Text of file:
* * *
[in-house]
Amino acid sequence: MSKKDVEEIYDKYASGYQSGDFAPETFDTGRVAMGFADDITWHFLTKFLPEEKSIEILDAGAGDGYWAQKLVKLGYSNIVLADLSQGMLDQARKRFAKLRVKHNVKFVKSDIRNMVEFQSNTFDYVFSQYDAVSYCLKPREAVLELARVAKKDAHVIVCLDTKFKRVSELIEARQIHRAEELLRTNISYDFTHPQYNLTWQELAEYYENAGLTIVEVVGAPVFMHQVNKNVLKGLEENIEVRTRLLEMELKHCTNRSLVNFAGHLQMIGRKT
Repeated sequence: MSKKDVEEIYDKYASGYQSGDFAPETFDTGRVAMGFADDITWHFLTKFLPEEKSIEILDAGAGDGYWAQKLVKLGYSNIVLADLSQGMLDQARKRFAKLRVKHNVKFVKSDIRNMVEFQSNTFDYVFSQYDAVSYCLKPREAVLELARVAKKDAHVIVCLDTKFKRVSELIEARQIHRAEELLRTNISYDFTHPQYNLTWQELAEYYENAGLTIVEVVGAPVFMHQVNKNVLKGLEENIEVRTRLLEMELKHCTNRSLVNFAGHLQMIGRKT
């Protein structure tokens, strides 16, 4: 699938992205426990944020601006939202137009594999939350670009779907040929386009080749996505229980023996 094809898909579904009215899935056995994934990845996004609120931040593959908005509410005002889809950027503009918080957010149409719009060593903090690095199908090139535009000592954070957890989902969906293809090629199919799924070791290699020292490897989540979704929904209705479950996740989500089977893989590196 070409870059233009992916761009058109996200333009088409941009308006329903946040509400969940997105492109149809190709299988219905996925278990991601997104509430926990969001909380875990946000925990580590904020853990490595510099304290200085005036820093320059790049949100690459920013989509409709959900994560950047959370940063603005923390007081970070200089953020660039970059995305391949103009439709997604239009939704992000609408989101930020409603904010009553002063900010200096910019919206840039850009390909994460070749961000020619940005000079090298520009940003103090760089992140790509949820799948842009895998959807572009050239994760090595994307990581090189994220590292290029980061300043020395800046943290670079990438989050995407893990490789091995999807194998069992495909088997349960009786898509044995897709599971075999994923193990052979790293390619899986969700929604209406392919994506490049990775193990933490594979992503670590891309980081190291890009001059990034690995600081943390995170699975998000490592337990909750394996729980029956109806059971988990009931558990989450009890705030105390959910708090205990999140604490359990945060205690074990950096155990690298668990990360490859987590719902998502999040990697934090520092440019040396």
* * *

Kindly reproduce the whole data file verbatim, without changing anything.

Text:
[in-house]
Amino acid sequence: MSKKDVEEIYDKYASGYQSGDFAPETFDTGRVAMGFADDITWHFLTKFLPEEKSIEILDAGAGDGYWAQKLVKLGYSNIVLADLSQGMLDQARKRFAKLRVKHNVKFVKSDIRNMVEFQSNTFDYVFSQYDAVSYCLKPREAVLELARVAKKDAHVIVCLDTKFKRVSELIEARQIHRAEELLRTNISYDFTHPQYNLTWQELAEYYENAGLTIVEVVGAPVFMHQVNKNVLKGLEENIEVRTRLLEMELKHCTNRSLVNFAGHLQMIGRKT
Repeated sequence: MSKKDVEEIYDKYASGYQSGDFAPETFDTGRVAMGFADDITWHFLTKFLPEEKSIEILDAGAGDGYWAQKLVKLGYSNIVLADLSQGMLDQARKRFAKLRVKHNVKFVKSDIRNMVEFQSNTFDYVFSQYDAVSYCLKPREAVLELARVAKKDAHVIVCLDTKFKRVSELIEARQIHRAEELLRTNISYDFTHPQYNLTWQELAEYYENAGLTIVEVVGAPVFMHQVNKNVLKGLEENIEVRTRLLEMELKHCTNRSLVNFAGHLQMIGRKT
């Protein structure tokens, strides 16, 4: 699938992205426990944020601006939202137009594999939350670009779907040929386009080749996505229980023996 094809898909579904009215899935056995994934990845996004609120931040593959908005509410005002889809950027503009918080957010149409719009060593903090690095199908090139535009000592954070957890989902969906293809090629199919799924070791290699020292490897989540979704929904209705479950996740989500089977893989590196 070409870059233009992916761009058109996200333009088409941009308006329903946040509400969940997105492109149809190709299988219905996925278990991601997104509430926990969001909380875990946000925990580590904020853990490595510099304290200085005036820093320059790049949100690459920013989509409709959900994560950047959370940063603005923390007081970070200089953020660039970059995305391949103009439709997604239009939704992000609408989101930020409603904010009553002063900010200096910019919206840039850009390909994460070749961000020619940005000079090298520009940003103090760089992140790509949820799948842009895998959807572009050239994760090595994307990581090189994220590292290029980061300043020395800046943290670079990438989050995407893990490789091995999807194998069992495909088997349960009786898509044995897709599971075999994923193990052979790293390619899986969700929604209406392919994506490049990775193990933490594979992503670590891309980081190291890009001059990034690995600081943390995170699975998000490592337990909750394996729980029956109806059971988990009931558990989450009890705030105390959910708090205990999140604490359990945060205690074990950096155990690298668990990360490859987590719902998502999040990697934090520092440019040396």